When my Silver Fox and I got off the plane in Kauai on a recent anniversary trip, I immediately started looking for flowers. They had to be just everywhere, or so said the tourism descriptions. And, after all, why else would Kauai be nicknamed “The Garden Isle?” Even though we chose to stay on the south end of the island where it is warmer and drier (rather than on the north end that is lusher and wetter), I didn’t have to wait long to see gorgeous blossoms of many varieties.
Our hotel was the Sheraton Kauai in Poipu. Just right down the sidewalk, you can wander the Plantation Gardens for a free visual botanical feast.
As we were taking in the sights near our hotel, we noticed signs mentioning an upcoming Orchid Show for the following Saturday in the nearby town of Hanapepe. Serendipity!!! Not only would we get to see more beautiful flowers, but we could soak up some local flavor off of the beaten tourist path. The members of the Garden Island Orchid Society (can you imagine being a member of such a group?) greeted us warmly, happy to show us their prize-winning entries.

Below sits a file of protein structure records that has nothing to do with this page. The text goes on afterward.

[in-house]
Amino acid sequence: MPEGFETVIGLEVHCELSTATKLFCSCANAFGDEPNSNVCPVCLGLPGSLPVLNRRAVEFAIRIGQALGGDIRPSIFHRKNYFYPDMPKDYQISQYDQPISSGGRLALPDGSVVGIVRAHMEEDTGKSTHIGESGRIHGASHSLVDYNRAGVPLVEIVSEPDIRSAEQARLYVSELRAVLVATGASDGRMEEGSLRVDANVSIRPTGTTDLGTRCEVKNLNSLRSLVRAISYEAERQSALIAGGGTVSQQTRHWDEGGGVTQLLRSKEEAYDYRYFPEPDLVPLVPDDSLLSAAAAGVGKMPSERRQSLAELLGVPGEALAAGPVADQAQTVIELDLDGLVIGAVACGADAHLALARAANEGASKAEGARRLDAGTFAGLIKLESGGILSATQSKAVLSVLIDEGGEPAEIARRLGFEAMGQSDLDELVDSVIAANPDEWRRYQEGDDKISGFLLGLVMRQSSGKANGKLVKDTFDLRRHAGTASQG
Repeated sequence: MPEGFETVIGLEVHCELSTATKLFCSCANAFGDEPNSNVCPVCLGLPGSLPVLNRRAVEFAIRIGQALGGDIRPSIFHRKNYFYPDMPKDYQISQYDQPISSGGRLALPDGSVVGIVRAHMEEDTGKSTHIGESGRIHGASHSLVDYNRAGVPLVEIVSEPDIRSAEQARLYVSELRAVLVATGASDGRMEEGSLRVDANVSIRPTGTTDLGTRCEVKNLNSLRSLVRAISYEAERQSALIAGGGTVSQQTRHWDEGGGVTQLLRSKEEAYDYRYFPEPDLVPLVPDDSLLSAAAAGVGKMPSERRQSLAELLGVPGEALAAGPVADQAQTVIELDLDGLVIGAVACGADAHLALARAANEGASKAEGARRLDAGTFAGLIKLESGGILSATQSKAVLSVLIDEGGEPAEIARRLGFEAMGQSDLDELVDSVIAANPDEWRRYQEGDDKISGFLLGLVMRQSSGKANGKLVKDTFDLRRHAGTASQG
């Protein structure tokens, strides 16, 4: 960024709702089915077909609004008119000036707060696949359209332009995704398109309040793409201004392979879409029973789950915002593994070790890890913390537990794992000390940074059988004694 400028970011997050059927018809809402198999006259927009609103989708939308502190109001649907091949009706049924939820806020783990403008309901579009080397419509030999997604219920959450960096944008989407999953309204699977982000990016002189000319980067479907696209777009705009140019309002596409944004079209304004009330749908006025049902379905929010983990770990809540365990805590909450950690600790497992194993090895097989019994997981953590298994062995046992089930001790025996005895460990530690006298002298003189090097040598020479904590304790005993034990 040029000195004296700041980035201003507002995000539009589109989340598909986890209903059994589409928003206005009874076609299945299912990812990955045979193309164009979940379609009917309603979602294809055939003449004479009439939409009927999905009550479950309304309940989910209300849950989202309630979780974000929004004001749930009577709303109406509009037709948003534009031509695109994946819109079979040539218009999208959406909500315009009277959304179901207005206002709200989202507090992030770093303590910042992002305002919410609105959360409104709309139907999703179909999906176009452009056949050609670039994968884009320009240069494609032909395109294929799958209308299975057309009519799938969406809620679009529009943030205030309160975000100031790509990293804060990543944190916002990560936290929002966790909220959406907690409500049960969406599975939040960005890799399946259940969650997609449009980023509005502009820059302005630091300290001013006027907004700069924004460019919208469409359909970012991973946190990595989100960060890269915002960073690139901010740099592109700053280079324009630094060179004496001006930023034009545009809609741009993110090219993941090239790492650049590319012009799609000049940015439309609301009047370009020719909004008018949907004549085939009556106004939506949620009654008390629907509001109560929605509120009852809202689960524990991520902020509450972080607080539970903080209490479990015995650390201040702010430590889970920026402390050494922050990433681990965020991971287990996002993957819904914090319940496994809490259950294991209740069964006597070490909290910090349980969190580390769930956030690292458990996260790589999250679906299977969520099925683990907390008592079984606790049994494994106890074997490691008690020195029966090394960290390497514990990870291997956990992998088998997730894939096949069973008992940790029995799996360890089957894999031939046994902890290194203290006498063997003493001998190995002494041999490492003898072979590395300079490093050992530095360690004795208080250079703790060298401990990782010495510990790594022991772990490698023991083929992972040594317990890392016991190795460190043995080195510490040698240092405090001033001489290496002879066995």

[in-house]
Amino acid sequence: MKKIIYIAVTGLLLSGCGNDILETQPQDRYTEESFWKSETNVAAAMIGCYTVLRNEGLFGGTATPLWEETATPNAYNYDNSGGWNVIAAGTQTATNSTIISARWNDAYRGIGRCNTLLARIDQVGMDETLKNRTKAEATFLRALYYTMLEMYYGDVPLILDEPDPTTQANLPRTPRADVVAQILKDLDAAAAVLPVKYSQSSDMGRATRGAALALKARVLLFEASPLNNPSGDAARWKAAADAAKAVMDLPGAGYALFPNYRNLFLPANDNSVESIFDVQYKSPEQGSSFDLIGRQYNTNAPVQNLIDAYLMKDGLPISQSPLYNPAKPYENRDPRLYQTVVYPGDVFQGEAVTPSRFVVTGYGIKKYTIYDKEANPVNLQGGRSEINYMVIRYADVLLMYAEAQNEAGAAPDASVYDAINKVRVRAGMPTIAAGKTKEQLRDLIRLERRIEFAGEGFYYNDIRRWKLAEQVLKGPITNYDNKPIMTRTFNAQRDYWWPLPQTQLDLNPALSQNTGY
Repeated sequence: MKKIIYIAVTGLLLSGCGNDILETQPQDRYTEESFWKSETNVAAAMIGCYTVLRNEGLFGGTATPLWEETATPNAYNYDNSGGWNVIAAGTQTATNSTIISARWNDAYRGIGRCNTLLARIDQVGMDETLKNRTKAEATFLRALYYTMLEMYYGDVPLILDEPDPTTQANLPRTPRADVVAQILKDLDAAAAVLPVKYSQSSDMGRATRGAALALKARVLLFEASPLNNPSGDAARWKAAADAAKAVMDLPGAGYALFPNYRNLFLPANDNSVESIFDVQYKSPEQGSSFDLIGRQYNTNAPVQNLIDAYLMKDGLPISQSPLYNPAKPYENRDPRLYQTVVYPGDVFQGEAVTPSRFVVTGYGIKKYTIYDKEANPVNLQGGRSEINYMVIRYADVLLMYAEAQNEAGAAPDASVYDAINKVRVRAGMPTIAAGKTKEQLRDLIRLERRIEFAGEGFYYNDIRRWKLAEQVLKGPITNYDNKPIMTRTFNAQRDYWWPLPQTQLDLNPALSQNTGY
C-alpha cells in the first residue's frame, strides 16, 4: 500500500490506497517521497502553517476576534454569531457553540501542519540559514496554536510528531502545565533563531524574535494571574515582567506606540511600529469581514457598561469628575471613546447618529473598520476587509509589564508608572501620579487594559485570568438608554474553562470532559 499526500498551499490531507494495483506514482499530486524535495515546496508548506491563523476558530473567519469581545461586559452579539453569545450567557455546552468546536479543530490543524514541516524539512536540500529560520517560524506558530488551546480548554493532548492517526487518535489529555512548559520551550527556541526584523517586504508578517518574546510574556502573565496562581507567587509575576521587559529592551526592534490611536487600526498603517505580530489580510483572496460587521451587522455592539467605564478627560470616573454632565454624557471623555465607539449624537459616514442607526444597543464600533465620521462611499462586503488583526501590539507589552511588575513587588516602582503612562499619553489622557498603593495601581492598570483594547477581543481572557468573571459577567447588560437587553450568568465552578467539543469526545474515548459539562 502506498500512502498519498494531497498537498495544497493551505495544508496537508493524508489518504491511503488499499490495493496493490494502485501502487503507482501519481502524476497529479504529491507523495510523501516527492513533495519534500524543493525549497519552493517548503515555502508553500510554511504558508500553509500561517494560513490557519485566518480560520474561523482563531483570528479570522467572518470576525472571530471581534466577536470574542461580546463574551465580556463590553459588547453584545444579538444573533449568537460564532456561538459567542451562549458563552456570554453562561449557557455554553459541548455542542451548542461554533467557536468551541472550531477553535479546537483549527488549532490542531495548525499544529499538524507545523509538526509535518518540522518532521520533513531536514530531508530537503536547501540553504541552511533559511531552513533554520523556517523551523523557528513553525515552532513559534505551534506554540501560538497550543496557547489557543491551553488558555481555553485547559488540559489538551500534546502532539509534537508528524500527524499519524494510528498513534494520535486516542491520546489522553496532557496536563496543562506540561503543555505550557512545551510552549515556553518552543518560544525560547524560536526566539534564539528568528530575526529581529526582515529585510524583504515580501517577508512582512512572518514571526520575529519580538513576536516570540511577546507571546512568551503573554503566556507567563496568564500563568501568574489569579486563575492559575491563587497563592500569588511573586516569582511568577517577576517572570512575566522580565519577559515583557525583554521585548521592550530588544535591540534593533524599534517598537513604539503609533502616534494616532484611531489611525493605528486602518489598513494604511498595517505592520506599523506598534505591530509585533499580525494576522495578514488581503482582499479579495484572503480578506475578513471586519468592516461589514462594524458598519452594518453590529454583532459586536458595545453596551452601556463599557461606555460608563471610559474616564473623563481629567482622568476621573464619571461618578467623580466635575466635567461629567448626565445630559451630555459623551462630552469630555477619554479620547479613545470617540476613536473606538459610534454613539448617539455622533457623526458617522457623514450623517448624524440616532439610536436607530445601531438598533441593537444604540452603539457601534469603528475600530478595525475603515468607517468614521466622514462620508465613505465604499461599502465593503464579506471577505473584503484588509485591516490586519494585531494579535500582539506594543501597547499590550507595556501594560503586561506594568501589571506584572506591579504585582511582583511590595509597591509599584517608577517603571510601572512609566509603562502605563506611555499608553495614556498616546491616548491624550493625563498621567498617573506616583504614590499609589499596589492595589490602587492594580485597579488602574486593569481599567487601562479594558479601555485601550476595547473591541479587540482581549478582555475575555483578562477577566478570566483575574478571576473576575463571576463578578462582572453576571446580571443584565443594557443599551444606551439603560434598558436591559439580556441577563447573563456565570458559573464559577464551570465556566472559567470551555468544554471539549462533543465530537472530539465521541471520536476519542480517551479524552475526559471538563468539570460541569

When you add the hibiscus plants featured in landscapes everywhere, my expectations about the Garden Isle were more than satisfied.
We did, however, get a fun surprise. Chickens. EVERYWHERE. Running wild. Strutting roosters, hens and chicks.
They are at the airport, in parking lots, at gas stations, in shopping centers, on the sidewalks beside restaurants, in the woods, and near the beaches. We asked several people about this peculiar phenomenon, and here are the most popular theories:
1) Kauai has never had a serious predator for chickens. Other islands, yes, but not Kauai.
2) Natural disasters have led to the cross-breeding between Hawaii jungle fowl and domestic birds. The most recent was Hurricane Iniki that leveled this island on September 11, 1992. Thousands of domestic birds scattered everywhere.
3) Hawaii’s wild jungle fowl are a protected species. Although it is seldom mentioned and the punishment for harming these chickens is hard to pin down, catching one of the birds is still a crime in the State of Hawaii.
Considering the price of groceries on the islands, it is amazing that more of these chickens don’t find their way onto dinner tables. But, from what we understand, they are inedible. At least that’s what this old Hawaiian proverb suggests:
“If you like eat da chicken get two pots of water to a boil. In one pot put da pohaku (lava rock) and in the other put da moa (wild chicken). Once the lava rock is done da moa is ready to eat.” Moral of the story; you can’t eat the wild chickens, they are hard as a rock!
P.S. We flew from Maui to Kauai on Island Air, but we flew back to Maui on Hawaiian Airlines. Hawaiian Airlines has bigger planes with roomier seats, but the employees of Island Air add a nice touch to their service. All of the employees, from the gate agents to the baggage handlers, line up to wave good-bye to the passengers of each departing flight. The spirit of “Aloha,” for sure.